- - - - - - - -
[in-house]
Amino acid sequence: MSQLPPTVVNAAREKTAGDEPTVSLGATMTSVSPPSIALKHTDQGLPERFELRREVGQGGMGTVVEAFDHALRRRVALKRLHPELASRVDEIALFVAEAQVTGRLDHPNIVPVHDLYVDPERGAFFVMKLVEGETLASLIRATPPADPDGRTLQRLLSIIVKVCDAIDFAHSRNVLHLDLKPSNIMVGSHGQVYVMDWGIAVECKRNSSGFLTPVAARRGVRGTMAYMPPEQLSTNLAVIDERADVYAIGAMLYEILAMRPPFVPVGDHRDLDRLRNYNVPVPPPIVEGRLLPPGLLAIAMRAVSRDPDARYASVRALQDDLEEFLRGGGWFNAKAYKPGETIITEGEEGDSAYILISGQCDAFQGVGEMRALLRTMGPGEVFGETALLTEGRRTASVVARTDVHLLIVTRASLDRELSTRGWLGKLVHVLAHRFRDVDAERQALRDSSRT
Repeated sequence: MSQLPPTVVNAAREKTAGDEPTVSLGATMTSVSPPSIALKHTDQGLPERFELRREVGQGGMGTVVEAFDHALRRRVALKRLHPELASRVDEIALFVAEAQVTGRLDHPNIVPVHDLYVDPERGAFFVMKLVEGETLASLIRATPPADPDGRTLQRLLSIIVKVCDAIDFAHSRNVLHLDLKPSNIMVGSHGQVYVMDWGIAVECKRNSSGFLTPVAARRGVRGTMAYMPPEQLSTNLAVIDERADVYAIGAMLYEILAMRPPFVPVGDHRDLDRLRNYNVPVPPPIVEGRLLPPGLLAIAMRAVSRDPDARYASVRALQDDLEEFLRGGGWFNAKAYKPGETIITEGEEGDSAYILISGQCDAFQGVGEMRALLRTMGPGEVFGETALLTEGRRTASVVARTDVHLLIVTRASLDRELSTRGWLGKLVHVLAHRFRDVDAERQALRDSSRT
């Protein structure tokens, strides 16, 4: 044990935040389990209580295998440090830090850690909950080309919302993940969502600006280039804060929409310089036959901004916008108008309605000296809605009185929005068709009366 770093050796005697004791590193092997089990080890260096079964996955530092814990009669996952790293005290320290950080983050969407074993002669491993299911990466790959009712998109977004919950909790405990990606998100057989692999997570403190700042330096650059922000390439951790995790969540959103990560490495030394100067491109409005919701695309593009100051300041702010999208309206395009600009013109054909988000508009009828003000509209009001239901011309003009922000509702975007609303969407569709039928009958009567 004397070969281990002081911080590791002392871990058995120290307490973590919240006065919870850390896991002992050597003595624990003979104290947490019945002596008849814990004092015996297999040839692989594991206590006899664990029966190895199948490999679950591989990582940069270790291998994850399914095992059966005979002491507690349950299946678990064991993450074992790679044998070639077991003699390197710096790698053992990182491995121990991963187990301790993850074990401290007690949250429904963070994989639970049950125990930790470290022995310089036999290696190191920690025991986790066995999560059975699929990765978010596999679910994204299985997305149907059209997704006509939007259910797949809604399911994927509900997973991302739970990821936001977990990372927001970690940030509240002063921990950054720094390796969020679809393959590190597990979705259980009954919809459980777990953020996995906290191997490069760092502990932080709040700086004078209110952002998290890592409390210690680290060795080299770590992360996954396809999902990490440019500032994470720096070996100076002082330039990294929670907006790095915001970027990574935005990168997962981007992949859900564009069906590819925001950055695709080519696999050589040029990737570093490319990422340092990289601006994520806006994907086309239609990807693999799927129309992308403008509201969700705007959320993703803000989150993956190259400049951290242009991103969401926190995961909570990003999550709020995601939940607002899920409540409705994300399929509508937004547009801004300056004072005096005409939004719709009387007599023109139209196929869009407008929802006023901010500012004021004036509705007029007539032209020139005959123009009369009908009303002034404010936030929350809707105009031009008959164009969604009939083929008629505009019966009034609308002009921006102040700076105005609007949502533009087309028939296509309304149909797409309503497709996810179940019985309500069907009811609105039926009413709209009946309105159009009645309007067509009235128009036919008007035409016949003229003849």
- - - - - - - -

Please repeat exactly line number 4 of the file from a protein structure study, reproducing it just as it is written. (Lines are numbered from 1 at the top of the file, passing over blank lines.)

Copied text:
């Protein structure tokens, strides 16, 4: 044990935040389990209580295998440090830090850690909950080309919302993940969502600006280039804060929409310089036959901004916008108008309605000296809605009185929005068709009366 770093050796005697004791590193092997089990080890260096079964996955530092814990009669996952790293005290320290950080983050969407074993002669491993299911990466790959009712998109977004919950909790405990990606998100057989692999997570403190700042330096650059922000390439951790995790969540959103990560490495030394100067491109409005919701695309593009100051300041702010999208309206395009600009013109054909988000508009009828003000509209009001239901011309003009922000509702975007609303969407569709039928009958009567 004397070969281990002081911080590791002392871990058995120290307490973590919240006065919870850390896991002992050597003595624990003979104290947490019945002596008849814990004092015996297999040839692989594991206590006899664990029966190895199948490999679950591989990582940069270790291998994850399914095992059966005979002491507690349950299946678990064991993450074992790679044998070639077991003699390197710096790698053992990182491995121990991963187990301790993850074990401290007690949250429904963070994989639970049950125990930790470290022995310089036999290696190191920690025991986790066995999560059975699929990765978010596999679910994204299985997305149907059209997704006509939007259910797949809604399911994927509900997973991302739970990821936001977990990372927001970690940030509240002063921990950054720094390796969020679809393959590190597990979705259980009954919809459980777990953020996995906290191997490069760092502990932080709040700086004078209110952002998290890592409390210690680290060795080299770590992360996954396809999902990490440019500032994470720096070996100076002082330039990294929670907006790095915001970027990574935005990168997962981007992949859900564009069906590819925001950055695709080519696999050589040029990737570093490319990422340092990289601006994520806006994907086309239609990807693999799927129309992308403008509201969700705007959320993703803000989150993956190259400049951290242009991103969401926190995961909570990003999550709020995601939940607002899920409540409705994300399929509508937004547009801004300056004072005096005409939004719709009387007599023109139209196929869009407008929802006023901010500012004021004036509705007029007539032209020139005959123009009369009908009303002034404010936030929350809707105009031009008959164009969604009939083929008629505009019966009034609308002009921006102040700076105005609007949502533009087309028939296509309304149909797409309503497709996810179940019985309500069907009811609105039926009413709209009946309105159009009645309007067509009235128009036919008007035409016949003229003849």